A broad range of threat actors, including Fancy Bear, Ghostwriter, and Mustang Panda, have launched phishing campaigns against Ukraine, Poland, and other European entities amid Russia’s invasion of Ukraine.
Google’s Threat Analysis Group (TAG) said it took down two Blogspot domains that were used by the nation-state group FancyBear (aka APT28) – which is attributed to Russia’s GRU military intelligence – as a landing page for its social engineering attacks.
The disclosure comes close on the heels of an advisory from the Computer Emergency Response Team of Ukraine (CERT-UA) warning of phishing campaigns targeting Ukr.net users that involve sending messages from compromised accounts containing links to attacker-controlled credential harvesting pages.
Another cluster of threat activity concerns webmail users of Ukr.net, Yandex.ru, wp.pl, rambler.ru, meta.ua, and i.ua, who have been at the receiving end of phishing attacks by a Belarusian threat actor tracked as Ghostwriter (aka UNC1151).
The hacking group also “conducted credential phishing campaigns over the past week against Polish and Ukrainian government and military organizations,” Shane Huntley, director of Google TAG, said in a report.
Separately, CERT-UA disclosed details of a cyber attack undertaken by the UNC1151 group aimed at Ukrainian state organizations using a malware called MicroBackdoor that’s delivered to compromised systems in the form of Microsoft Compiled HTML Help file (“dovidka.chm”).
But it’s not just Russia and Belarus who have set their sights on Ukraine and Europe. Included in the mix is a China-based threat actor known as Mustang Panda (aka TA416 or RedDelta) attempting to plant malware in “targeted European entities with lures related to the Ukrainian invasion.”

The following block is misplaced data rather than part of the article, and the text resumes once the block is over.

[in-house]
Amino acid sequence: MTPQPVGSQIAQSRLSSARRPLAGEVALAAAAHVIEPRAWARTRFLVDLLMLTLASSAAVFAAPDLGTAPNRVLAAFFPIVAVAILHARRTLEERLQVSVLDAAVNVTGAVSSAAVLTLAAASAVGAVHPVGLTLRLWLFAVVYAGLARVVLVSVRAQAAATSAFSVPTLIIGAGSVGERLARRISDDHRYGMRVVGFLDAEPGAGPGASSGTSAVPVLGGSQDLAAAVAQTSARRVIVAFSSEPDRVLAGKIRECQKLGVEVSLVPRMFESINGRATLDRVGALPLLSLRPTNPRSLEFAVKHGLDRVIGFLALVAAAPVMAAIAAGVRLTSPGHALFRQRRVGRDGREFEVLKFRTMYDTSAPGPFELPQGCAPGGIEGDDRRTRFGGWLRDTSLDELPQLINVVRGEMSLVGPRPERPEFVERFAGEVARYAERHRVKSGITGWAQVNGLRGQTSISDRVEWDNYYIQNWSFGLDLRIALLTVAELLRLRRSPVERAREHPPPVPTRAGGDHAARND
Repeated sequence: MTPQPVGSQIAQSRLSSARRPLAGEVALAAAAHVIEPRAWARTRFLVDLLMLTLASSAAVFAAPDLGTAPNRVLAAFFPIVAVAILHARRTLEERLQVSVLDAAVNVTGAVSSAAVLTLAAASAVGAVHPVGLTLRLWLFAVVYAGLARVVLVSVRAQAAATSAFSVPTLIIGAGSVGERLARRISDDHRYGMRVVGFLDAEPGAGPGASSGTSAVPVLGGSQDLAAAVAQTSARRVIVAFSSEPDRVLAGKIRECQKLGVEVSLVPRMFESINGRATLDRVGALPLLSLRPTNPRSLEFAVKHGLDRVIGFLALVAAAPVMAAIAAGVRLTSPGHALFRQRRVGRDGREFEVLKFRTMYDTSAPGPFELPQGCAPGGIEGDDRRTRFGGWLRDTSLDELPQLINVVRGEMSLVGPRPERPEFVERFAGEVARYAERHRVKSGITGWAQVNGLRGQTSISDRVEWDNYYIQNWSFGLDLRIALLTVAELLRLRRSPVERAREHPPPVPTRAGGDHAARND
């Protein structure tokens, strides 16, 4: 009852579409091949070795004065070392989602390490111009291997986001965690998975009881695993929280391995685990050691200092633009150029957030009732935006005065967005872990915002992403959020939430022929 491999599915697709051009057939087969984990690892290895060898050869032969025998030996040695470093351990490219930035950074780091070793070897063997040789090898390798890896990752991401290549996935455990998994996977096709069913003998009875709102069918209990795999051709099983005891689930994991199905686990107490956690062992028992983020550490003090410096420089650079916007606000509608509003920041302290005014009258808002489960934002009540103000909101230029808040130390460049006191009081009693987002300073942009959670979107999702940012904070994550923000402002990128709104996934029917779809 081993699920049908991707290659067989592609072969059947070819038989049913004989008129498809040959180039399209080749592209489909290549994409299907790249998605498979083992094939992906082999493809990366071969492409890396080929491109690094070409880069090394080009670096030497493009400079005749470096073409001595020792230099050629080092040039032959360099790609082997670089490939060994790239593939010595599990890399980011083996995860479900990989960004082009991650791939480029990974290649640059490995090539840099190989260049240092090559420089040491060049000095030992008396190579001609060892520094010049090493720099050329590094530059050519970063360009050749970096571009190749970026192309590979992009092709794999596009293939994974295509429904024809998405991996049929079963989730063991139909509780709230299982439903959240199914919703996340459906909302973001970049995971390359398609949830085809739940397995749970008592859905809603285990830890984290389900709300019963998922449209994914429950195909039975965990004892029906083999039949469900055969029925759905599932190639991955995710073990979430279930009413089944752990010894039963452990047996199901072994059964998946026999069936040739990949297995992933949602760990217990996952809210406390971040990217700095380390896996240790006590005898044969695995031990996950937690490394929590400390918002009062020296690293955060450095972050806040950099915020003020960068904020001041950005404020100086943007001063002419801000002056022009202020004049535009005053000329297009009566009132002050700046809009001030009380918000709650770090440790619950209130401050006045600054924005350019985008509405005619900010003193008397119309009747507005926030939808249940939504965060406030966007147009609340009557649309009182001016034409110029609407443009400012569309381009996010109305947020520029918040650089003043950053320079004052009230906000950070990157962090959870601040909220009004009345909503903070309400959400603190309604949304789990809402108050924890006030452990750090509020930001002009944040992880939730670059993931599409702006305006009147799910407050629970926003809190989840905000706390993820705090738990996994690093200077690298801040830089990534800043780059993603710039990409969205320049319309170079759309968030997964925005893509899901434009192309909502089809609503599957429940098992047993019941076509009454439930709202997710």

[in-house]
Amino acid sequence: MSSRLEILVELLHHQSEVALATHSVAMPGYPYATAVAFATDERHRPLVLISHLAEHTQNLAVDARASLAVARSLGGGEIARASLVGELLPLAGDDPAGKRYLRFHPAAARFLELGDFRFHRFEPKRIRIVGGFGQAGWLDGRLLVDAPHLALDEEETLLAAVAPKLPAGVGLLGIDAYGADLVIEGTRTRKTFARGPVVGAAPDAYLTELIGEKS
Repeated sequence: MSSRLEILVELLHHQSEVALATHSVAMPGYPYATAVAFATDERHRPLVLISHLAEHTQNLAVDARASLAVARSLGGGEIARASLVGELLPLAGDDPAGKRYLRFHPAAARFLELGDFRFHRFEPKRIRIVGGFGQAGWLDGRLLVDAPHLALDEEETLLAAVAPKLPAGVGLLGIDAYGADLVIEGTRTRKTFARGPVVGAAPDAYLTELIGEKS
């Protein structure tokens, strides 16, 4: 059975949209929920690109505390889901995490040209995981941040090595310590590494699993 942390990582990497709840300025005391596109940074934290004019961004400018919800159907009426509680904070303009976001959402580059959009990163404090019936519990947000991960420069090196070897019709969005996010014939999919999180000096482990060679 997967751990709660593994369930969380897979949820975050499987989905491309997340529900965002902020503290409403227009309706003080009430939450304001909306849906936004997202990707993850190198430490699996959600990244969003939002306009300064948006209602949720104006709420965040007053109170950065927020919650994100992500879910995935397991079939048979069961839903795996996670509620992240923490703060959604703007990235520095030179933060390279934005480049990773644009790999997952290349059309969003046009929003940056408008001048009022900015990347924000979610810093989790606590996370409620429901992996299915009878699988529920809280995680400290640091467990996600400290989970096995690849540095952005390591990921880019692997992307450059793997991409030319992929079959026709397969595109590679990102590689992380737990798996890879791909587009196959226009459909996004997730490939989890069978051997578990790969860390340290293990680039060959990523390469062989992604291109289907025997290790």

The findings were also separately corroborated by enterprise security firm Proofpoint, which detailed a multi-year TA416 campaign against diplomatic entities in Europe starting in early November 2021, counting an “individual involved in refugee and migrant services” on February 28, 2022.
The infection sequence entailed embedding a malicious URL in a phishing message using a compromised email address of a diplomat from a European NATO country, which, when clicked, delivered an archive file incorporating a dropper that, in turn, downloaded a decoy document to retrieve the final-stage PlugX malware.
The disclosures come as a deluge of distributed denial-of-service (DDoS) attacks have bombarded numerous Ukraine sites, such as those associated with the Ministry of Defense, Foreign Affairs, Internal Affairs, and services like Liveuamap.
“Russian hackers keep on attacking Ukrainian information resources nonstop,” the State Service of Special Communications and Information Protection of Ukraine (SSSCIP) said in a tweet over the weekend.
“The most powerful [DDoS] attacks exceeded 100 Gbps at their peak. Despite all the involved enemy’s resources, the sites of the central governmental bodies are available.”
In a related development, the Anonymous hacking collective claimed that it took down the website of the Federal Security Service of Russia and that it interrupted the live feeds for several Russian TV channels and streaming services like Wink, Ivi, Russia 24, Channel One, and Moscow 24 to broadcast war footage from Ukraine.
The wave of counterattacks against Russia has been galvanized by the formation of an IT Army, a crowdsourced Ukrainian government initiative that’s relying on digital warfare to disrupt Russian government and military targets.
The development also follows Russia’s decision to ban Facebook and throttle other widely-used social media platforms in the country just as technology companies from the U.S. have moved to sever ties with Russia, effectively creating an iron curtain and curtailing online access.